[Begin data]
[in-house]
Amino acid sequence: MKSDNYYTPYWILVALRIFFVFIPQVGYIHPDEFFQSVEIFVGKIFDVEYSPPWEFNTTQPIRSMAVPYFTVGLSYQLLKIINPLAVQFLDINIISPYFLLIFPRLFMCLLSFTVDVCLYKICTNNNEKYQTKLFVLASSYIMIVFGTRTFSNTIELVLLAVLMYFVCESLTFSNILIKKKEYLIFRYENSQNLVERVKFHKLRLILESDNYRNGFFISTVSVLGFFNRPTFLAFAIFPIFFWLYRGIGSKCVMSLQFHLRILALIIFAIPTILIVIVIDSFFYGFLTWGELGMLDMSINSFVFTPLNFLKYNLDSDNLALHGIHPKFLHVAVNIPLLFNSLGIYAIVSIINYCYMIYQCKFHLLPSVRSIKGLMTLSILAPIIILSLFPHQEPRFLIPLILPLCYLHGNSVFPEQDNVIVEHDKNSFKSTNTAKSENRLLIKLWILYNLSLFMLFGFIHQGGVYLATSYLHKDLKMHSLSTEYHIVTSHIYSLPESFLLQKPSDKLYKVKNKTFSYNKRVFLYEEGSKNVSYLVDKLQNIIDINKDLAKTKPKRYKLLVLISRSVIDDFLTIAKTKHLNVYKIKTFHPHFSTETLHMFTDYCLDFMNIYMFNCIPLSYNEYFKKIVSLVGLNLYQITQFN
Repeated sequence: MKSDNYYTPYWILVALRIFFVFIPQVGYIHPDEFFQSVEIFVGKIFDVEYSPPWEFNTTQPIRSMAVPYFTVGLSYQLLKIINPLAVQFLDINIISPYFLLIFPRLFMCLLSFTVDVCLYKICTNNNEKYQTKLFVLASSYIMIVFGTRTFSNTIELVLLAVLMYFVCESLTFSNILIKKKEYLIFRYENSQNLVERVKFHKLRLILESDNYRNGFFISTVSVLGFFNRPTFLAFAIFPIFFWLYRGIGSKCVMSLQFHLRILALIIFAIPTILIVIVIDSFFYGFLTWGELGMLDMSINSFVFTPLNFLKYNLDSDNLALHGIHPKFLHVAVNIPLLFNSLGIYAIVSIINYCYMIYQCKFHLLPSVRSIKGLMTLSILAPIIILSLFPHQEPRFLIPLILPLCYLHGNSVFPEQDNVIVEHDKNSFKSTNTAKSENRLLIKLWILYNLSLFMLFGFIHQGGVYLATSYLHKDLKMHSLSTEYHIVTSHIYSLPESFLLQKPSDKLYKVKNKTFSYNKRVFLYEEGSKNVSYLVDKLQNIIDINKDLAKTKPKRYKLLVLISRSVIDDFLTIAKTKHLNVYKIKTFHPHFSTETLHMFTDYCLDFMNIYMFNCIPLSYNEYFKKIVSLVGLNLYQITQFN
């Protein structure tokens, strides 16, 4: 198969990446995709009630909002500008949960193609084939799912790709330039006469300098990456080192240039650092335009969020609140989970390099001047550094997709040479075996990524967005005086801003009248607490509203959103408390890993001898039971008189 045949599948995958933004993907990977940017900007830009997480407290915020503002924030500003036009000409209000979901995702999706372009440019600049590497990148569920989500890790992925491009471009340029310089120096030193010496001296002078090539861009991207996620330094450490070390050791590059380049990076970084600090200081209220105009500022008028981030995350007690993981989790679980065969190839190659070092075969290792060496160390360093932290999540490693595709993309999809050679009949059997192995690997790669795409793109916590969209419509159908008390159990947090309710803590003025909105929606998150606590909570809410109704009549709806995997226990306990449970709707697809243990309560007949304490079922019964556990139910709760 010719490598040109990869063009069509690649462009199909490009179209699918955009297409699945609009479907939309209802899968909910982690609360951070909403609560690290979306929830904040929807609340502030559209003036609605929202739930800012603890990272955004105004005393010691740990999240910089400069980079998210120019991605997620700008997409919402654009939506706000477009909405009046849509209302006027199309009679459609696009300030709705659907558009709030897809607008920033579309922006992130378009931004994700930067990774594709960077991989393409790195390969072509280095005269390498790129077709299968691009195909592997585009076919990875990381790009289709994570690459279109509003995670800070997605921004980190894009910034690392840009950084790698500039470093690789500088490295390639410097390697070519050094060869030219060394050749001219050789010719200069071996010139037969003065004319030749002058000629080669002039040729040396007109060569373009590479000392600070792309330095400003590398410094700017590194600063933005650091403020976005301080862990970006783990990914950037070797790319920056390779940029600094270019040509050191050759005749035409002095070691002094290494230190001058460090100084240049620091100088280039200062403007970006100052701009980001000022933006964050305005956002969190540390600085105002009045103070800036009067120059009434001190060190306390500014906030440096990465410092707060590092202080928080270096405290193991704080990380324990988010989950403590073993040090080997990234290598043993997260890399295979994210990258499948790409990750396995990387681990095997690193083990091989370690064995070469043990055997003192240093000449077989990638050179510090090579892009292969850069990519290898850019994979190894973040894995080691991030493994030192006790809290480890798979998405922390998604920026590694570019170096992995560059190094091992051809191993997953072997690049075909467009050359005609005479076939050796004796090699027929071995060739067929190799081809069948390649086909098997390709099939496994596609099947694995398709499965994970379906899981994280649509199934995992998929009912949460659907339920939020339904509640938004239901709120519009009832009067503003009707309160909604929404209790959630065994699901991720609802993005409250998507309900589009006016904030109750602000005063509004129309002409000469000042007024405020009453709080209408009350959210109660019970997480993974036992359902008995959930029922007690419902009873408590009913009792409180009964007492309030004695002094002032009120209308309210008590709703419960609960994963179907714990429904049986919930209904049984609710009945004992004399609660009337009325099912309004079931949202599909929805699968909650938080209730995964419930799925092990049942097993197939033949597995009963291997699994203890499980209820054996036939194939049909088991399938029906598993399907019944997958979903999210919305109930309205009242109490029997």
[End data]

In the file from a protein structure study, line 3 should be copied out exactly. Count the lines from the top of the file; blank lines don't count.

Repeated sequence: MKSDNYYTPYWILVALRIFFVFIPQVGYIHPDEFFQSVEIFVGKIFDVEYSPPWEFNTTQPIRSMAVPYFTVGLSYQLLKIINPLAVQFLDINIISPYFLLIFPRLFMCLLSFTVDVCLYKICTNNNEKYQTKLFVLASSYIMIVFGTRTFSNTIELVLLAVLMYFVCESLTFSNILIKKKEYLIFRYENSQNLVERVKFHKLRLILESDNYRNGFFISTVSVLGFFNRPTFLAFAIFPIFFWLYRGIGSKCVMSLQFHLRILALIIFAIPTILIVIVIDSFFYGFLTWGELGMLDMSINSFVFTPLNFLKYNLDSDNLALHGIHPKFLHVAVNIPLLFNSLGIYAIVSIINYCYMIYQCKFHLLPSVRSIKGLMTLSILAPIIILSLFPHQEPRFLIPLILPLCYLHGNSVFPEQDNVIVEHDKNSFKSTNTAKSENRLLIKLWILYNLSLFMLFGFIHQGGVYLATSYLHKDLKMHSLSTEYHIVTSHIYSLPESFLLQKPSDKLYKVKNKTFSYNKRVFLYEEGSKNVSYLVDKLQNIIDINKDLAKTKPKRYKLLVLISRSVIDDFLTIAKTKHLNVYKIKTFHPHFSTETLHMFTDYCLDFMNIYMFNCIPLSYNEYFKKIVSLVGLNLYQITQFN